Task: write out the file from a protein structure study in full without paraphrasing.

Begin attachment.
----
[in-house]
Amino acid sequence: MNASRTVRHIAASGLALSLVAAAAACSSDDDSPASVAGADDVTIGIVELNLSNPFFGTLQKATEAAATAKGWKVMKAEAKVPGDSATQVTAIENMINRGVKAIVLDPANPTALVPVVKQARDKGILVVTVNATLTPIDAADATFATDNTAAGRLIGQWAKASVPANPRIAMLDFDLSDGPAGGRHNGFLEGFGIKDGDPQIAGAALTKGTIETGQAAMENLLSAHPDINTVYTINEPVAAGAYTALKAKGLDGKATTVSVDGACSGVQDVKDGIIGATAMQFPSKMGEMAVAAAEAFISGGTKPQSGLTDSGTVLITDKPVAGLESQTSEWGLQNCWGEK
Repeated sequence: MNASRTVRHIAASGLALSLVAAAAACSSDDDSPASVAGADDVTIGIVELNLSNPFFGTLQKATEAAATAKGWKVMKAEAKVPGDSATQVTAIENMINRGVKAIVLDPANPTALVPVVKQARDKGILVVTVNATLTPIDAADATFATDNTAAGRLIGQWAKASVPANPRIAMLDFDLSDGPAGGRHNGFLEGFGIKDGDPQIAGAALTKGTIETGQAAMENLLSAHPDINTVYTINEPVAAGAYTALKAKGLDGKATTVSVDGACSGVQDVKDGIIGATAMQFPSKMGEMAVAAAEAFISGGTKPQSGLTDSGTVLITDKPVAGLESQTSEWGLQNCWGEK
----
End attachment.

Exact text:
[in-house]
Amino acid sequence: MNASRTVRHIAASGLALSLVAAAAACSSDDDSPASVAGADDVTIGIVELNLSNPFFGTLQKATEAAATAKGWKVMKAEAKVPGDSATQVTAIENMINRGVKAIVLDPANPTALVPVVKQARDKGILVVTVNATLTPIDAADATFATDNTAAGRLIGQWAKASVPANPRIAMLDFDLSDGPAGGRHNGFLEGFGIKDGDPQIAGAALTKGTIETGQAAMENLLSAHPDINTVYTINEPVAAGAYTALKAKGLDGKATTVSVDGACSGVQDVKDGIIGATAMQFPSKMGEMAVAAAEAFISGGTKPQSGLTDSGTVLITDKPVAGLESQTSEWGLQNCWGEK
Repeated sequence: MNASRTVRHIAASGLALSLVAAAAACSSDDDSPASVAGADDVTIGIVELNLSNPFFGTLQKATEAAATAKGWKVMKAEAKVPGDSATQVTAIENMINRGVKAIVLDPANPTALVPVVKQARDKGILVVTVNATLTPIDAADATFATDNTAAGRLIGQWAKASVPANPRIAMLDFDLSDGPAGGRHNGFLEGFGIKDGDPQIAGAALTKGTIETGQAAMENLLSAHPDINTVYTINEPVAAGAYTALKAKGLDGKATTVSVDGACSGVQDVKDGIIGATAMQFPSKMGEMAVAAAEAFISGGTKPQSGLTDSGTVLITDKPVAGLESQTSEWGLQNCWGEK